The solution: Yes, you can try to sneak booze on board, but it’s so rarely successful it’s not worth the effort. If you’re that desperate, you can attempt something that worked for one cruiser we know. After crew members confiscated the booze she’d bought at a port’s duty-free shop, she appealed to the purser, telling him the brand of vodka she’d purchased was the only thing she ever drank and it wasn’t served aboard the ship. She got a nice note back (along with the vodka she’d purchased) which read: “Enjoy your trip.” Still, consider that a “Hail Mary” pass — one that’s unlikely to work. Your best bet is to not drink. Or if that’s not realistic, just keep it to a respectable limit.

Specialty Restaurants


Cruise ships are partnering with popular restaurants to lure passengers away from the “free” food. (Photo: MSC)

Cruise ships know that even with all the all-you-can eat buffets and dining areas on board, passengers will still shell out extra bucks to dine at the premium steakhouses, theme establishments and other kinds of specialty restaurants. With that in mind, cruise ships have entered into partnerships with popular land-based restaurants, like MSC’s recent partnership with the chain Eataly, to further entice people to dig deeper into their pockets for shipboard dining experiences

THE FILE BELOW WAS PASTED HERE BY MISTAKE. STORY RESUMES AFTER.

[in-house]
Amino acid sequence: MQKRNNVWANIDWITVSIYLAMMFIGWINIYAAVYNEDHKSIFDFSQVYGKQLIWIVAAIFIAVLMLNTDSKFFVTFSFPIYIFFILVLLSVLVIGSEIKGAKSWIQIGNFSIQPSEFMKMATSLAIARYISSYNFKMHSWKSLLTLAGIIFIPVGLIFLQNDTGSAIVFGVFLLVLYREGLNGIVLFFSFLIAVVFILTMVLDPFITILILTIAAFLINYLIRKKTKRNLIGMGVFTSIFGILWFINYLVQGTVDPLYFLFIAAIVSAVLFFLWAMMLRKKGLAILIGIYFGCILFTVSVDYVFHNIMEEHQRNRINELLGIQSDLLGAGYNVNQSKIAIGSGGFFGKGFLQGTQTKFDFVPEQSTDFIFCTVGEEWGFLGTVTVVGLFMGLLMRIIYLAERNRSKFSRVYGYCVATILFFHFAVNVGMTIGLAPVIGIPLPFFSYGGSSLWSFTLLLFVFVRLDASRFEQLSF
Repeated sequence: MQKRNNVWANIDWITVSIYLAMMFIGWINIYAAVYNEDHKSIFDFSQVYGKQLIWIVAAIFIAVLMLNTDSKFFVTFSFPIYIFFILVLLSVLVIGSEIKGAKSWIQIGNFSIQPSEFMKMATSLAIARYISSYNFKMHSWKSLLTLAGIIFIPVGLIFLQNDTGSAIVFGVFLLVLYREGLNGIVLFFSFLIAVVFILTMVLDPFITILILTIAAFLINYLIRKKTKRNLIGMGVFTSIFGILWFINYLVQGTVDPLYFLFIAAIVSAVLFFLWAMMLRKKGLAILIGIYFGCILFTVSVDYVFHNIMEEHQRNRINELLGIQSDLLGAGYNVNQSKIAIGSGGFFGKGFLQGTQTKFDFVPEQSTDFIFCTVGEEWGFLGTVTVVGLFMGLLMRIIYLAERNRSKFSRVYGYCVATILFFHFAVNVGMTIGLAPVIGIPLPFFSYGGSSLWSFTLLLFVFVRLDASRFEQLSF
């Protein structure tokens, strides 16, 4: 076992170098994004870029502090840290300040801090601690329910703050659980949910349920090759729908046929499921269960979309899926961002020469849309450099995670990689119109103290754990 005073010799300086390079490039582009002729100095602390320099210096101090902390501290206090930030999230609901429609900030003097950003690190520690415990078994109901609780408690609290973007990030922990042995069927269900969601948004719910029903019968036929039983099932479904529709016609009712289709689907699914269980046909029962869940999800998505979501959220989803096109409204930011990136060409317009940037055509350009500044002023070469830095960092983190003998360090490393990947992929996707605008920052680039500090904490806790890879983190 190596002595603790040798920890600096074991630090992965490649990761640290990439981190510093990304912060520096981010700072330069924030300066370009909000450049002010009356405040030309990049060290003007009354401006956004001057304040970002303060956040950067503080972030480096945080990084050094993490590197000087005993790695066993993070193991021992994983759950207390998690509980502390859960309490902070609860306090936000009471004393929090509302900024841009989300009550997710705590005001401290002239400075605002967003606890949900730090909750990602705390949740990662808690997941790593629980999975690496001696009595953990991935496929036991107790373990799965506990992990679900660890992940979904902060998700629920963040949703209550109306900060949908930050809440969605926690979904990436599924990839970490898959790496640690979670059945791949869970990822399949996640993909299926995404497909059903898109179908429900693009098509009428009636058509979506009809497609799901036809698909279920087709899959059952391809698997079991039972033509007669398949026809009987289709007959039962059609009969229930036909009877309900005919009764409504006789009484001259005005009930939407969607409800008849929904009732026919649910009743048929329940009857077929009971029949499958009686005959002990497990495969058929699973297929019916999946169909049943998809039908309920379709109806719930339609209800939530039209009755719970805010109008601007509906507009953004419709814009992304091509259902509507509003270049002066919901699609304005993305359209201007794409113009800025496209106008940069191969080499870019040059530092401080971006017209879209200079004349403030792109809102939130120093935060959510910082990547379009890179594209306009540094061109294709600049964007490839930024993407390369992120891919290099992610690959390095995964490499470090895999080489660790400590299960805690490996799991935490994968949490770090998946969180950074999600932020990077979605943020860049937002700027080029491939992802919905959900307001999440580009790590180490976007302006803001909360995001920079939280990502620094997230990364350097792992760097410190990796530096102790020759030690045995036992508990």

The solution: The amount and variety of free food (well, technically, it’s not free as you’ve already paid for it) on cruise ships is staggering. So there’s no real reason for you to spend even more money on specialty restaurants. Just walk past them. Avoid temptation and don’t even look at the menus posted outside.

Shore Excursions


Shore excursions are great. Paying a lot for shore excursions? Not so great. (Photo: Thinkstock)

There are cases when shore excursions arranged by, booked through and paid to the cruise line are the safest, most convenient ways to see a port of call. But plenty of times, they are not. And they are not cheap; shore excursions — be they bus tours, walking tours or snorkeling adventures — can easily run into the hundreds of dollars. If you buy enough of them, they could easily match and exceed the cost of your fare.